008 iPhreaks Show – Prototypes with Ben Lachman

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    Panel

    Ben Lachman (twitter blog)
    Pete Hodgson (twitter github blog)
    Rod Schmidt (twitter github infiniteNIL)
    Ben Scheirman (twitter github blog NSSreencast)
    Charles Max Wood (twitter github Teach Me To Code Rails Ramp Up)

    Discussion
    01:30 – Ben Lachman Introduction

    Acacia Tree Software
    Nice Mohawk
    SousChef
    Ita

    03:12 – Prototyping and Mockup Tools

    Adobe Photoshop
    Pen and Paper
    Forecast
    Interface Builder
    Balsamiq
    Mockingbird
    Keynote Kung-Fu
    Graffletopia: OmniGraffle Stencils
    Prototypes

    15:25 – What makes a good prototype
    18:04 – Building a good prototype

    Make a prototype; not a concept
    Start with pen and paper

    19:39 – Issues that prototyping helps you identify

    Discoverability Features
    Visibility Features

    20:11 – Solving issues and sharing prototypes with clients

    Usability Testing
    Screenshots
    Briefs 2

    27:52 – Laying out your application

    Code Spikes

    32:43 – Prototyping for Clients
    35:29 – Building Prototypes in HTML

    Briefs 2

    37:34 – Using iPads/etc. instead of pen and paper

    Paper
    SketchBook Pro

    39:09 – Buttons

    Picks

    iPhone Stencil Kit (Ben)
    Play by Play: Neven Mrgan | PeepCode Screencasts (Ben)
    Skala Preview (Ben)
    Xscope (Ben)
    UI Stencils – iPhone Sketch Pad (Rod)
    Screen Time (Rod)
    iPhone Stamp for UI Sketching – The Russians Used a Pencil (Pete)
    POP – Prototyping on Paper (Pete)
    PocketCasts (Pete)
    Spaced (Pete)
    iOctocat (Chuck)
    ioctocat on GitHub (Chuck)
    Briefs 2 (Ben L)
    Coworking (Ben L)
    Paint Code (Ben L)
    Bow Truss (Ben L)

    Next Week
    Interface Builder
    Transcript
    PETE: I’m trying to decide who I would rather work for…

    [Chuck laughs]

    PETE: That mob would be more interesting, but probably a little bit more scary.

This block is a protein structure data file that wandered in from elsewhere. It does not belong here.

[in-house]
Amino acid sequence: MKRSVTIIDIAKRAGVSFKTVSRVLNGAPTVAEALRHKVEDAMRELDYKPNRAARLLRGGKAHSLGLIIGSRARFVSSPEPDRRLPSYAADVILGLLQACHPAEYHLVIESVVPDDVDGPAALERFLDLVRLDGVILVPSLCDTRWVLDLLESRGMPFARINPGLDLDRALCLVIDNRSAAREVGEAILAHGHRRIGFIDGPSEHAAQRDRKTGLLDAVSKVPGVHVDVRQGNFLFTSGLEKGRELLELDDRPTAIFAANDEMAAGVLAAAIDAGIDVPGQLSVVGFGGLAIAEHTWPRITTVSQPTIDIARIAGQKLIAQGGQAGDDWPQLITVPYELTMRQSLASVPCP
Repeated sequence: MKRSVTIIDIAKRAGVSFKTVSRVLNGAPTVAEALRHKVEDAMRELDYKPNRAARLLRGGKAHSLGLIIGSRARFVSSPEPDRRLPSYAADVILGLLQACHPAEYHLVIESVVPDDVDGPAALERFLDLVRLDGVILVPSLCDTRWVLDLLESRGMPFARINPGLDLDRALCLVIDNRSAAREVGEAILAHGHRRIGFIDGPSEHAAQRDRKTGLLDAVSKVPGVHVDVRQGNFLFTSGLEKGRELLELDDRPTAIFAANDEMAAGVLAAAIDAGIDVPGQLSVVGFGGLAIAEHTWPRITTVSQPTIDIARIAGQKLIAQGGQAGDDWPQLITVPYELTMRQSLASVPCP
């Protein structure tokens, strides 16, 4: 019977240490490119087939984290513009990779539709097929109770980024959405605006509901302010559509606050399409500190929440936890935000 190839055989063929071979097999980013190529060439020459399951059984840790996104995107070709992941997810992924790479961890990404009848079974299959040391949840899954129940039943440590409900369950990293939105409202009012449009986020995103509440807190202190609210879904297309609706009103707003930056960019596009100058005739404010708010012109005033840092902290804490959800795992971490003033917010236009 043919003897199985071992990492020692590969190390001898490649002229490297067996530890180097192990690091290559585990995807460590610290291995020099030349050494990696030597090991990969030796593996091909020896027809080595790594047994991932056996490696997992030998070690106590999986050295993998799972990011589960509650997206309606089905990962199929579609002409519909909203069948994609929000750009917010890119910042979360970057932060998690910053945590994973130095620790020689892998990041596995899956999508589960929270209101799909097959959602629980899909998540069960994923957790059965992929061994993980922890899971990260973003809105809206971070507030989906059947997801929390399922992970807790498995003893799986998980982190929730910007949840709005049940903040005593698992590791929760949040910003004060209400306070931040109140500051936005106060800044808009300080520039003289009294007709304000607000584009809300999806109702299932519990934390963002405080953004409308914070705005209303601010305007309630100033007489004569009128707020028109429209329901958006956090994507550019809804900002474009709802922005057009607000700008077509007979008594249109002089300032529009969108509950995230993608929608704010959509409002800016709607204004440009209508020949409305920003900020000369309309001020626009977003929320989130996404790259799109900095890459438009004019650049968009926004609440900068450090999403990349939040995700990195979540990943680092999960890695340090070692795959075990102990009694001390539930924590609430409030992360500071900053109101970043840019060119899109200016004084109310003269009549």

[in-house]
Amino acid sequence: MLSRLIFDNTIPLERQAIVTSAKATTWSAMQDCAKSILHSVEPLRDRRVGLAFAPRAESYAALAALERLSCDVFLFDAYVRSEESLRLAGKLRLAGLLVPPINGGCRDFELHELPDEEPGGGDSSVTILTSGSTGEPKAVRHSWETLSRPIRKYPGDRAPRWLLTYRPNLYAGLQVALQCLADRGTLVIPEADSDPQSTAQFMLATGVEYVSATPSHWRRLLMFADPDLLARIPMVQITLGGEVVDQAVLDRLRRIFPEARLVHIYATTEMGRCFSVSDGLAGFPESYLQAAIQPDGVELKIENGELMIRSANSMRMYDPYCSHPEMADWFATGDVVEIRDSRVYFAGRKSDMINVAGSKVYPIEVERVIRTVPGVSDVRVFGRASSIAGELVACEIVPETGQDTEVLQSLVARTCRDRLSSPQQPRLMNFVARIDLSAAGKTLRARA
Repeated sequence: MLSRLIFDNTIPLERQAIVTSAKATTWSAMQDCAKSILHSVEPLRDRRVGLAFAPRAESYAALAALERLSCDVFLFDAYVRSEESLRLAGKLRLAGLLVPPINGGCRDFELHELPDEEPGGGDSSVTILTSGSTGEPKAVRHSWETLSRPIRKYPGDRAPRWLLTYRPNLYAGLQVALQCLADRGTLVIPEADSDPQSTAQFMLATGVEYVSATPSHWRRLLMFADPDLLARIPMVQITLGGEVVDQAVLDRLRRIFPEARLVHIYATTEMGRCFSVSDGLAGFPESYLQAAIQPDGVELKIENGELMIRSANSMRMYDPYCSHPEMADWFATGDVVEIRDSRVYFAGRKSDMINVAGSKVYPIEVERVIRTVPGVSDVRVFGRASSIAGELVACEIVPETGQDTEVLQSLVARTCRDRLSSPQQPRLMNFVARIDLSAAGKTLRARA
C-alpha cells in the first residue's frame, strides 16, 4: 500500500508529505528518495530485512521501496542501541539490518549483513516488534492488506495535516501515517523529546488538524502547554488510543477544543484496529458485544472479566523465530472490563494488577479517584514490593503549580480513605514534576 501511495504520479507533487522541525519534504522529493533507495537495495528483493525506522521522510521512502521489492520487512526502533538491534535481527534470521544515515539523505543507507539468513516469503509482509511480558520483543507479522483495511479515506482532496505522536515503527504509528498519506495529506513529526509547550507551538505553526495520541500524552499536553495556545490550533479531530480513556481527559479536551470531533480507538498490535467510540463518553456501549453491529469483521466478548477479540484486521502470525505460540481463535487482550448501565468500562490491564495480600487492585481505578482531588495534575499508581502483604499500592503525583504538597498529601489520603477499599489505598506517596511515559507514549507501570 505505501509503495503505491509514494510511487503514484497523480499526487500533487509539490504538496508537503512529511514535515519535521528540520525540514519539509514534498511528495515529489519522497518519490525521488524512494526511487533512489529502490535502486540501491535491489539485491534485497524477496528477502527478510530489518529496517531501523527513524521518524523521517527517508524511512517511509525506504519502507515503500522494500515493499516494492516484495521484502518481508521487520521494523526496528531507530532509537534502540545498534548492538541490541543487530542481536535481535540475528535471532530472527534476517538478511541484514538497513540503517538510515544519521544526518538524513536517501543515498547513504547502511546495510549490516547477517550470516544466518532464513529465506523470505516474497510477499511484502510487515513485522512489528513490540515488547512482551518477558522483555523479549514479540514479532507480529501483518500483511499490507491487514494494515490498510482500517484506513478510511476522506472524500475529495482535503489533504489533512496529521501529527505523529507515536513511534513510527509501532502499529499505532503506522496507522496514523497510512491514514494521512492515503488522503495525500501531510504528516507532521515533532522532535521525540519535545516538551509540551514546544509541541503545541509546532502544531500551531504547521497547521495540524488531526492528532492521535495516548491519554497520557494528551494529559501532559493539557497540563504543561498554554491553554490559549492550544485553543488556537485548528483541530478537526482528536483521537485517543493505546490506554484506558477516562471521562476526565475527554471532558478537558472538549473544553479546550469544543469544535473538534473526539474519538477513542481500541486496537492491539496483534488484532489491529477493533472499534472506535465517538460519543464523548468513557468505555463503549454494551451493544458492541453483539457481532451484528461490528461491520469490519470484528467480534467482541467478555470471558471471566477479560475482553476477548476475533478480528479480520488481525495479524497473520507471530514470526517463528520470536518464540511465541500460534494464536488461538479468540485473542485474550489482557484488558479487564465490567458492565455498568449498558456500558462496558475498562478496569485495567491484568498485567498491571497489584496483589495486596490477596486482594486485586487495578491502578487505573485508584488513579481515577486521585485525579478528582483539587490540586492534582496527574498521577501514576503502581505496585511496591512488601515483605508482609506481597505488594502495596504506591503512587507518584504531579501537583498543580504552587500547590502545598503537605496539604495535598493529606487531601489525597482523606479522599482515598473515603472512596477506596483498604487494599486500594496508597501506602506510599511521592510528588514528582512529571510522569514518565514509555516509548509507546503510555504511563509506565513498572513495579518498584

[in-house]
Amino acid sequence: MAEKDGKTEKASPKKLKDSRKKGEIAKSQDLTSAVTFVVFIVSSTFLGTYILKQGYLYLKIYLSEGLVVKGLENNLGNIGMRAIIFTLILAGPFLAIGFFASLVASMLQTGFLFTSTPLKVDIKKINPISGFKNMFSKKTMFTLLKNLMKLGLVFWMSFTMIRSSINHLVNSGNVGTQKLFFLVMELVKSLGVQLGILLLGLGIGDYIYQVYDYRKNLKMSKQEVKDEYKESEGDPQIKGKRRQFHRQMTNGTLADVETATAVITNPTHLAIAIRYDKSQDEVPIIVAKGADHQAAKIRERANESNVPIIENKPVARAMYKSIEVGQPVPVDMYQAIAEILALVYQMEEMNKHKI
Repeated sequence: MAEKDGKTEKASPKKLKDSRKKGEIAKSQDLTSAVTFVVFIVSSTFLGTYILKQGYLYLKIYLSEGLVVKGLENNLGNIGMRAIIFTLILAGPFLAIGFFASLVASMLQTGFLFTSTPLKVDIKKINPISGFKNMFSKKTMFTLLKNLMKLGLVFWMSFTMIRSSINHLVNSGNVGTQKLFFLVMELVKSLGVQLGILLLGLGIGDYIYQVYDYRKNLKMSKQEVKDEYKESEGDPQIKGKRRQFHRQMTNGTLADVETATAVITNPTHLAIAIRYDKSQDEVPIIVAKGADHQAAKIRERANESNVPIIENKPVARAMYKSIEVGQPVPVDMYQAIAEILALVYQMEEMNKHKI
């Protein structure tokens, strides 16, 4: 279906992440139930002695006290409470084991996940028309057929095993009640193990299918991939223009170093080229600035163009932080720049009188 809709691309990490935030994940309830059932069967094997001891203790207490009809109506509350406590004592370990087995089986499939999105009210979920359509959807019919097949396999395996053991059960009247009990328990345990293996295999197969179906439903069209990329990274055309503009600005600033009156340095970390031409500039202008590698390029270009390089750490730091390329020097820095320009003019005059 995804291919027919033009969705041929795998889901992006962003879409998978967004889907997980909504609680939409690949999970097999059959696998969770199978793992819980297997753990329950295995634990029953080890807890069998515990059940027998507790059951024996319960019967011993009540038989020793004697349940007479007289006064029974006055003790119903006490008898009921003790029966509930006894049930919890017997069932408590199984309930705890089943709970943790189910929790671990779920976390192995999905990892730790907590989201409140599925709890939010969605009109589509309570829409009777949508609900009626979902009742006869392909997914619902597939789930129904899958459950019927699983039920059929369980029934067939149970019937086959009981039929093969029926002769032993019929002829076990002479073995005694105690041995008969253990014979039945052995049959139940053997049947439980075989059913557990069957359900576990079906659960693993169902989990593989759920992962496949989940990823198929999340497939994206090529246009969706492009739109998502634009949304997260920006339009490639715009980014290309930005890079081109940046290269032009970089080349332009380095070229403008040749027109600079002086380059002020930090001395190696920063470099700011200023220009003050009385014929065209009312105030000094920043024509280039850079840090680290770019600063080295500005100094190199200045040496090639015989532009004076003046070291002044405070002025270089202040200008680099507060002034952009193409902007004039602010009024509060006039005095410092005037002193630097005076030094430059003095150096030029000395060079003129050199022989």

[This show is sponsored by The Pragmatic Studio. The Pragmatic Studio has been teaching iOS development since November of 2008. They have a 4-day hands-on course where you'll learn all the tools, APIs, and techniques to build iOS Apps with confidence and understand how all the pieces work together. They have two courses coming up: the first one is in July, from the 22nd – 25th, in Western Virginia, and you can get early registration up through June 21st; you can also sign up for their August course, and that's August 26th – 29th in Denver, Colorado, and you can get early registration through July 26th. If you want a private course for teams of 5 developers or more, you can also sign up on their website at pragmaticstudio.com.]

    CHUCK: Hey everybody and welcome to Episode 8 of iPhreaks! This week on our panel, we have Pete Hodgson.

    PETE: Hello! I'm so impressed with Charles Max Wood newest episode with or without any thinking, well done!

    CHUCK: I looked it up beforehand.

    [Pete chuckles]

    CHUCK: Rod Schimdt.

    ROD: Hello from Salt Lake!

    CHUCK: Ben Scheirman.

    BEN: Hello from hot and humid Houston!

    CHUCK: I'm Charles Max Wood from DevChat.tv. And we have a special guest today, and that's Ben, is it Lachman?

    BEN L: Yes, it is! And hello from Athens, Ohio, which is also hot and humid! Probably not as hot as Houston..

    CHUCK: So you want to introduce yourself really quickly?

    BEN L: Yeah! I've been around the Mac and iOS dev world for about 10 or 12 years at this point; actually, I guess that would be before the iOS dev world really was around. And I write software for a couple of companies of my own. One is “Acacia Tree Software”, and the other is newer and I started with a business partner in Cleveland, Ohio named Bob Cantoni and it's called “Nice Mohawk”.

    So yeah, we write some iOS software, some Mac software, and we do contract work as well.

    CHUCK: Awesome. I'm a little curious before we get into what we're going to talk about, how much iOS and Mac stuff do you write as products that you sell versus client stuff that you do for other people?

    BEN L: We've done a fairly good job, for like a two-man shop,